For other kinds of performances, particularly those on an elevated stage, I do things differently.

Where I set the cameras depends on the venue's stage layout and the seating arrangements and the dimensions of the room. Depending on the size and shape of the room, I've used as few as three cams and as many as six. It really helps to have multi-cam capability in your NLE so you aren't separately "wading through" a lot of footage you won't use.

With proscenium stages (i.e., a raised "picture-framed" platform in the front of the house), I've had good luck with with putting two fixed cams "full wide" shooting across the stage towards the opposite wing with the tripod set so the camera is just above the stage floor. This gives you good sightlines for cross-stage moves and is close enough for good facial recognition. (That's important when selling to parents.) The angles are different enough that it is fairly easy to avoid jump-cut juxtapositions in editing. In smaller theaters, where the seating layout may not provide a convenient place to put a center cam and where there may be people standing in the back occupying the space where you would want to put a camera), I've had good luck with putting cameras along the sides of the room and far enough back that being off-center is not distracting.

When I can, I like to put my main cams at the front of the first balcony if I'm not obstructing audience views. (This is typically when the audience fills the first floor of the 2000 seat theater but nobody is seated in the balconies). If I'm up there with two cameras, l'll have one cam more or less full stage except that I'll zoom in a bit to frame a smaller dance group. The other cam is the one I use for the closer-close-ups (bearing in mind that we are talking about dance and the close-up is still likely to be a full body shot.) As I recall, Ron Evans uses a similar method.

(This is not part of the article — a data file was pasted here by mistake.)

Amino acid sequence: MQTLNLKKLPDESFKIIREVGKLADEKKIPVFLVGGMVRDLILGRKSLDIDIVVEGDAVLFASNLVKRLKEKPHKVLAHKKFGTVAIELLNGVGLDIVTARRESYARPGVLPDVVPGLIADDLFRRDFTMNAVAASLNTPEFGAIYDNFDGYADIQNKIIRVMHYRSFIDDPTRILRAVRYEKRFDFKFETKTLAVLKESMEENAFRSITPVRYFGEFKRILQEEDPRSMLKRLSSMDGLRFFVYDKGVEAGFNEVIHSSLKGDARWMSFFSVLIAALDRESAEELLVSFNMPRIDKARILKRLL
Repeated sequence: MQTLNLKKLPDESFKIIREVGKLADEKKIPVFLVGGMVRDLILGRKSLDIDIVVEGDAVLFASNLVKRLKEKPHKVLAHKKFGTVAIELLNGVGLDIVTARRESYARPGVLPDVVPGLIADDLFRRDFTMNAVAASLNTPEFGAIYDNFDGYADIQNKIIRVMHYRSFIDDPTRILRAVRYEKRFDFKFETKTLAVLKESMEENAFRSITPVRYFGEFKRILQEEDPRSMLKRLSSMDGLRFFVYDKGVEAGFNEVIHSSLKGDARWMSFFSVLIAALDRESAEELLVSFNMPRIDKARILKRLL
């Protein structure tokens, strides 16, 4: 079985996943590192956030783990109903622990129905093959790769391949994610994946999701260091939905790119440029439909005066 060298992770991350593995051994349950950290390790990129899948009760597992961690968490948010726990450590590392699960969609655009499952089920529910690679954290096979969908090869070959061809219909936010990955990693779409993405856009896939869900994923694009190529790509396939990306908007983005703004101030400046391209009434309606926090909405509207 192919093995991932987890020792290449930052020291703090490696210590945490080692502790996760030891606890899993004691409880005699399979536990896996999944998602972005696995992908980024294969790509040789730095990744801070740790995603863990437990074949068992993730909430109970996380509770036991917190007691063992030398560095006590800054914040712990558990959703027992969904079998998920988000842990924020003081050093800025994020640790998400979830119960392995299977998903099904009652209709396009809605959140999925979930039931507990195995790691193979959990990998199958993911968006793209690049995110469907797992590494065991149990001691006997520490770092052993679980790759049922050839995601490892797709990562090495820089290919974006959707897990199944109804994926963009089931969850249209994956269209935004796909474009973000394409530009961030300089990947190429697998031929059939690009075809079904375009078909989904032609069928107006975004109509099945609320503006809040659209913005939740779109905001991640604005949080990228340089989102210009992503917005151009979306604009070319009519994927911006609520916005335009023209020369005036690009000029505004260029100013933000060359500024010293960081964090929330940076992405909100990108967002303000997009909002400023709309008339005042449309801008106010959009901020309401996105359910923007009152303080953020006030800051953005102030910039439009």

When I have help to run another camera, I typically have the help manning a camera on one side of the house with instructions for medium zooms across to the opposite stage and wing. I'll be on the other side (at floor or balcony level, depending on the room) handling zooms to the opposite wing and any "close" close-ups. I also have a fixed camera down front say, a CX550 in the middle rows. I'll have the view finder closed so as to avoid that annoying light it throws for everybody behind it) and somebody sitting with it to keep it from getting knocked over.

If you are using only three cameras, I would not recommend having somebody sitting down front for hand-held shooting unless the person doing that is both very steady with the camera and familiar enough with each dances to avoid too many whip pans and zap zooms.

Also, when I deliver the DVDs, I also make a separate DVD for the dance school. This consists entirely of full stage view from one single camera and it gives them their archival footage. This tends to limit (if not foreclose) complaints about not being able to see the choreography.